Huge cost of servicing new loans amid poor revenue informed the Federal Government’s decision to dispose of 10 state-owned assets to select investors and the public between now and year end, in order to fund the 2018 fiscal plan.
This clarification was given by the Minister of Finance, Mrs. Zainab Ahmed, and her counterpart in the Budget and National Planning Ministry, Senator Udoma Udo Udoma, who also argued that borrowings and the assets sale not only constituted strategic actions to funding the 2018 budget, but were in the overall interest of the country.
In the sale of the 10 ailing key national assets, two of which must be sold this month (Nicon Insurance Limited and Skyway Aviation Handling Co), the government is expected to earn the sum of $797m, that is N289b.
A Director at the Bureau of Public Enterprises (BPE), Joe Anichebe, who revealed government’s plan to sell the outfits, informed that the privatisation agency had pledged to raise N306b to help finance the planned spending.
Apart from the Ajaokuta Steel Complex, which the Central Bank of Nigeria (CBN) Governor, Mr. Godwin Emefiele, equally identified as one of the assets penciled for disposal, other firms that are up for sale are in the power, aviation and insurance sectors.
Earlier in July this year, the Director General of the Bureau of Public Enterprises (BPE), Mr. Alex A. Okoh, also informed that some entities had been prepared for privatisation or for commercialisation.
He listed them as Afam Power Plant; concessioning of Terminal “B,” Warri Old Port; restructuring and recapitalisation of the Bank of Agriculture (BOA); partial commercialisation of the Nigerian Postal Services (NIPOST); and the restructuring/ commercialisation of six River Basin Development Authorities (RBDAs); partial commercialisation of three selected national parks and re-privatisation of Yola Disco etc.
In the 2018 Appropriation Act, the sum of N350b is expected from privatisation proceeds, and the BPE boss, Okoh had advised the Federal Government to reduce the propensity of loans accretion because of their high cost of service, and instead dispose of some obsolete assets to raise money for the funding of the yearly budgets.
The capital component for which vital assets are being sold to part finance, in addition to funds from borrowings in the local and international markets is N3. 133t, out of the N 9.12t the 2018 fiscal plan, which implementation began mid – June this year.
Under the plan, nearly N2t is to be raised from borrowings from both the domestic and international markets to fund infrastructure captured in the spending plan for the year.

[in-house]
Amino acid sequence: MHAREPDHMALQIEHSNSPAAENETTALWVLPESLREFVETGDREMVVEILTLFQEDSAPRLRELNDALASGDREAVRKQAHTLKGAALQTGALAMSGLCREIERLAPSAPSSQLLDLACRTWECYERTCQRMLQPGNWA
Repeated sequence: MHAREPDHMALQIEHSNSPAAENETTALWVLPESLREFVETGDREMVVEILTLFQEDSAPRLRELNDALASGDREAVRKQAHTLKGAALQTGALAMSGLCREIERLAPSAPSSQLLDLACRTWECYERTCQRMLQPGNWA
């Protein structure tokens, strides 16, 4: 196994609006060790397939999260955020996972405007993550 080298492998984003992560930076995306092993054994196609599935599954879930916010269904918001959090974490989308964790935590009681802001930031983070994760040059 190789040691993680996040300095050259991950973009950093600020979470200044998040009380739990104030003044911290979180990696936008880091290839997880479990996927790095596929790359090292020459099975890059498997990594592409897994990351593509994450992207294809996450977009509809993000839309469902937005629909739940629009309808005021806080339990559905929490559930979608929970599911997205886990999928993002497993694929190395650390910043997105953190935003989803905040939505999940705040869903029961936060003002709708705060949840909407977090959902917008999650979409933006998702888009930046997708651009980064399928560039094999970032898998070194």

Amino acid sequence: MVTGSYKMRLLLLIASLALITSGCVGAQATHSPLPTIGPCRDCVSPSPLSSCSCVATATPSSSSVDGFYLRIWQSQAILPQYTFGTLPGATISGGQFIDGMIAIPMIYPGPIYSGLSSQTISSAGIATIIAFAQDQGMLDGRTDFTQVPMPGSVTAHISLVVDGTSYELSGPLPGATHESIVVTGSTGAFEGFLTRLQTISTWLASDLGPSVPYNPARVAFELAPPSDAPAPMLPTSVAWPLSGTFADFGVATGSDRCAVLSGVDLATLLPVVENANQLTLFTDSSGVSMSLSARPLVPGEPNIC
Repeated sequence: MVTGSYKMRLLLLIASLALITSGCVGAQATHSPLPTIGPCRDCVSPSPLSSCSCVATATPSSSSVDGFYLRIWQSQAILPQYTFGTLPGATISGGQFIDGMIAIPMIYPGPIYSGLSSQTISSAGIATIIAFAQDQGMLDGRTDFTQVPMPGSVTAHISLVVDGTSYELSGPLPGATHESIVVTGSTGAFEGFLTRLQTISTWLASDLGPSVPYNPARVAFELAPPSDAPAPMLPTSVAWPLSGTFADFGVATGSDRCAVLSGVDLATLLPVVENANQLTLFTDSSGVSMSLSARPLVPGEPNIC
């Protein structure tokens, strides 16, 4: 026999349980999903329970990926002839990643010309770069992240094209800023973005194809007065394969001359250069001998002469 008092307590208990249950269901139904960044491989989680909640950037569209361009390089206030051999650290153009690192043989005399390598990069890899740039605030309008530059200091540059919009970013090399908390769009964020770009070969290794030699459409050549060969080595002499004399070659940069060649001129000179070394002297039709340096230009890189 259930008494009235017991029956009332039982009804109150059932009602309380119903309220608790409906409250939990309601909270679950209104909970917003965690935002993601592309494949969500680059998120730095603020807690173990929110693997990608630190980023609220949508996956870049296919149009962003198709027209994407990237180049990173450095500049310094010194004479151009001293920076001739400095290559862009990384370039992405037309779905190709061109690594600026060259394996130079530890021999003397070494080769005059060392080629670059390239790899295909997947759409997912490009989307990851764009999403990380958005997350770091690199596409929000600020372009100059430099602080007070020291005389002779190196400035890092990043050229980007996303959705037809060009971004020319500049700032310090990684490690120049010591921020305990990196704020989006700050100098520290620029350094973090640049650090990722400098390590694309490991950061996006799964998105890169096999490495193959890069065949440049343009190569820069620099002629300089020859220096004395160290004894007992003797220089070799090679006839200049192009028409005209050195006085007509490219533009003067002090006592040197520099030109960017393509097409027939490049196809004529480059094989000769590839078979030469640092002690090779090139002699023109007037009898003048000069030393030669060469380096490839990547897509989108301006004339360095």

It was recently learnt that the sum of N643b has so far been raised from the domestic market by the Debt Management Office (DMO) this year, and handed over to the Federal Government for that purpose.
Speaking recently while on a familiarisation tour of revenue generating agencies, as well as, at the just concluded International Monetary Fund (IMF)/World Bank Annual Meetings in Indonesia, Bali, Indonesia, Ahmed defended the approach adding that more funds outside government’s revenue was needed to make things happen because revenue has become inadequate.
Corroborating Ahmed, Udoma said: “The draft 2019-2021 Medium Term Fiscal Framework shows that Nigeria faces significant medium-term fiscal challenges, especially with respect to revenue generation. Thus, key reforms will be implemented with increased vigour to improve revenue collection and expenditure management. Achieving fiscal sustainability and macro-fiscal objectives of government will require bold, decisive and urgent action.”
One of those in support of the planned sale of government assets is a macro-economic policy analyst, Prof. Ken Ife, who equally sees the decision as sound and well-articulated policy under the government’s privatisation plan.
According to Ife: “The decision to privatise Ajaokuta Steel Complex is a wise decision because that complex remains one of the white elephant projects that we have in Nigeria. We need to look for a competent investor with a large war chest who can inject the needed funds to revatilise that complex so that it can play its role in the country, by providing the necessary steel derivatives for rail, auto, manufacturing, building and construction industries and the production of steel pipelines for the transportation of petroleum products thousands of kilometres away.
The advantage is enormous. You can’t beat it. All we ask is that government must this time around be cautious and careful in the selection to avoid a repeat of the situation that we are experiencing in the power privatisation programme, where DISCOs operators are still heavily dependent on government to supply them money, and are refusing to metre customers, preferring estimated bills, where they collect monies from customers indiscriminately.”
As far as development economist and public analyst, Mr. Odilim Enwegbara is concerned, what the government intends to do amounts to asset-stripping on the eve of the country’s general election, insisting that the government can still borrow more money both locally and internationally.
His words: “This administration cannot embark on a sale of a key strategic asset like Ajaokuta Complex when it has less than a year to end its tenure. It should wait until after election to do so, that is if it wins again. Besides, the executive lacks the power to sell such a critical national asset without the approval of the legislature, which I am aware, is making efforts to revitalise that complex.
“Again, another concern is that if the complex is sold under any name, it will be given away after government’s over $30b investment there. Let the government look for funds elsewhere to fund the budget because it cannot sell key national assets to fund one fiscal budget. What happened to the recovered loot that they got?”